2008, Contemporary Romance
HQN, $6.99, 330 pages, Amazon ASIN 0373772149 Part of a series
When I read a very short summary of Elizabeth Bevarly’s last installment in her OPUS series, Overnight Male, (following You’ve Got Male and Express Male) I grew intrigued. A masterspy on her last assignment while showing her sexy new partner the ropes – how cool does that sound? Unfortunately, the novel is a prime example of how a good premise does not a good book make.
The novel begins badly. Lila Moreau walks through a nighttime Washington suburb, dressed in standard cat burglar outfit including a knitted cap and employed in a supposedly cool, but actually incredibly clichéd and smug inner monologue. A scumbag tries to force himself on her...she dispatches him with a few kicks. Her goal is her new partner’s house; she traditionally introduces herself to new partners by entering their houses and handcuffing them to the bed.
Because Joel Faraday is from the archives department of OPUS, the top secret organization both work for, he turns the tables on her and handcuffs her to the bed. For about the next hour, they glare at each other, think secret lusty thoughts, and try to impress each other with their coolness, like finding out what the other knows about their assignment without revealing their own secrets. Oh, and while Lila thinks she's in charge of the assignment, actually it’s Joel (who in spite of being an archivist is an athletic hunk) who holds that position, and he looks forward to taking her down a peg. Realizing I was heading for 330 pages filled with this couple's happy little power struggles, I groaned aloud. The whole scene read so incredibly infantile that I only wished the two of them were tied to separate beds - gags included - and that new protagonists might be found who might actually jump start the book and save the world from a master hacker. All that was by page 40.
For a time it seemed my hopes would be fulfilled to some extent, because the viewpoint soon switches to the master villain, Adrian Padgett, and the group of genius computer hackers he uses to milk the Internet and “take the planet hostage.” That was before I found out (after about one page) that this group was even more annoying than Lila and Joel. The three computer geniuses are portrayed as utter morons, and flat enough to be called one-dimensional. Padgett is the aging villain-getting-bored-with-his-own-evil straight from central casting. On a sudden impulse he decides to lust after the geniuses’ female hanger-on, a downtrodden Goth named Iris. Some time ago Iris ran away from her domineering, ruthless father, discovered all other men are wimps, and now (naturally) lusts for domineering, ruthless Adrian, 20 years her senior. Go figure. Actually, Iris might have been an interesting character if she hadn’t spent all her scenes making puppy eyes at Adrian.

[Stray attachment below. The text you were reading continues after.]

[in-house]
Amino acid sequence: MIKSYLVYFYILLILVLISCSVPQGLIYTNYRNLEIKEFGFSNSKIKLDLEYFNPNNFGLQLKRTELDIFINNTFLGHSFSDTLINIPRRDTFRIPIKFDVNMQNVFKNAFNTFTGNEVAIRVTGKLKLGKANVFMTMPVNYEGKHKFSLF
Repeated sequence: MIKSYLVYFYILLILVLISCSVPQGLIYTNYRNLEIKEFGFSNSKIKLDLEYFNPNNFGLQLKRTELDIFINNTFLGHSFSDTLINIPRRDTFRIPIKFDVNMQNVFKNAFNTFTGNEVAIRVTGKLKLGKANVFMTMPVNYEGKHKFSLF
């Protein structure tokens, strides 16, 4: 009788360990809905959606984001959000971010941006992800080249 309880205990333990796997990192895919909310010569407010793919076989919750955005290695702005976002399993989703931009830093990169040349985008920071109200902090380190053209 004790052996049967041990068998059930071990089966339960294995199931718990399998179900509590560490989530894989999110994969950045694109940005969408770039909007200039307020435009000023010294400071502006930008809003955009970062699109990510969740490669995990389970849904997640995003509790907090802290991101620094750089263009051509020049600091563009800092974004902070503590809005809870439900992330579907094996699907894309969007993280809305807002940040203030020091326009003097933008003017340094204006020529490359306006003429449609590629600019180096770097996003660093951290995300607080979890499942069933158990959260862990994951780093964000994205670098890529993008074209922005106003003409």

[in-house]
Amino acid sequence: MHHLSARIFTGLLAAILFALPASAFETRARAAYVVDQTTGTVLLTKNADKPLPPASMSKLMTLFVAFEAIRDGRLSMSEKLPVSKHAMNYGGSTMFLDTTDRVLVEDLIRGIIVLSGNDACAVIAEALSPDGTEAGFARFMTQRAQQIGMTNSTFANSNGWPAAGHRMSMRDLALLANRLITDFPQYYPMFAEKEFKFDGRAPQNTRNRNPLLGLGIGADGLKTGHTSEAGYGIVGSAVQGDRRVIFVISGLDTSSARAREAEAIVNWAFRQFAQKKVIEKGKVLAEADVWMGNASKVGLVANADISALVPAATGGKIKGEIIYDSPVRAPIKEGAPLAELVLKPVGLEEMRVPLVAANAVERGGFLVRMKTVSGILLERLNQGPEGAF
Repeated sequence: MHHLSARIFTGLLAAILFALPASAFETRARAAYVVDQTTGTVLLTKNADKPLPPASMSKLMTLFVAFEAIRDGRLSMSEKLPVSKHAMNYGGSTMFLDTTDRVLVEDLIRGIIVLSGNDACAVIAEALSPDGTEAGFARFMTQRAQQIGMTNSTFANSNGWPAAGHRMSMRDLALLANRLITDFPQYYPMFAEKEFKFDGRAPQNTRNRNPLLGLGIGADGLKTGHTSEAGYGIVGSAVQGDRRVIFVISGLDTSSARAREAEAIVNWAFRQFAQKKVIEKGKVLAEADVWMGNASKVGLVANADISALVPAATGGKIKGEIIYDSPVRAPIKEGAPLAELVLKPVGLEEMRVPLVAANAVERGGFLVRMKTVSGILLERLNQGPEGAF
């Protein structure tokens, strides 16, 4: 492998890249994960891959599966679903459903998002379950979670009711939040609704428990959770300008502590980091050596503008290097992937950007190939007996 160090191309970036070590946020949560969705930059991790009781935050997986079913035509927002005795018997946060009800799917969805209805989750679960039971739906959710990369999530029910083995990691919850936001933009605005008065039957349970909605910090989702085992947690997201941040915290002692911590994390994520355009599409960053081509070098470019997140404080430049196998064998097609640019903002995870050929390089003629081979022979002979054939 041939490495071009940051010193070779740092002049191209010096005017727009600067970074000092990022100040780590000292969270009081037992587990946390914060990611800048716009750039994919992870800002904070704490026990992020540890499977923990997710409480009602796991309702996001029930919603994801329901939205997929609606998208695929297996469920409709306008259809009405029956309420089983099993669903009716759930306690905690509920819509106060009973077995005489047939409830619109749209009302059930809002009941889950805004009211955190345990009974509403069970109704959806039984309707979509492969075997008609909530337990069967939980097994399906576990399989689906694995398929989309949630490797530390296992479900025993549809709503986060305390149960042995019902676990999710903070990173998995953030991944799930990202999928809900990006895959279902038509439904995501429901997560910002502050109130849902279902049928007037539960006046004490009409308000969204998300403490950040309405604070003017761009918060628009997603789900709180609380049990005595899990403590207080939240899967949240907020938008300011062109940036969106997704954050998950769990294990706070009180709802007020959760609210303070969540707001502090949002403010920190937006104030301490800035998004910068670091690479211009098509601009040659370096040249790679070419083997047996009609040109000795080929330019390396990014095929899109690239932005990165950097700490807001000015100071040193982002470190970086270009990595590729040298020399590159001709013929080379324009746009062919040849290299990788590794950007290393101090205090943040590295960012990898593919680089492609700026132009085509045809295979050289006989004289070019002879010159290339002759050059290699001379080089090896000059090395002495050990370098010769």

I dragged my way through the rest of the book. The author tells a lot rather than showing – for example, we get a description of every character’s outfit, each time he or she changes it. The main characters all engage in lengthy inner monologues which are supposed to amuse, but don’t achieve much except that they lead to even more telling - as well as making the characters appear both conceited and rather dim. There is a lot of backstory inserted in small bits, but as this was the first novel I've read in the series, I found it more confusing than illuminating. The style is meant to be humorous, but as it depends on numerous repetitions, instead it dragged, at least for me. Because the suspense plot is mostly there to provide the characters with interesting scenes, there are several inconsistencies, both in what the characters know or don’t realize, and in the way they act.
That said, the book got slightly better in the second half before settling back to boring in the unnecessarily drawn-out and very sappy ending. By this point, I wasn’t much interested in what happened to any of the people in the book, and don’t intent to read anything else by this author, even though she has two DIKs to her credit. In the end, Overnight Male was easy to grade because I hated its first half and kind of plodded my way through the second. This is one book that will go straight to the charity bookshop.
-- Rike Horstmann
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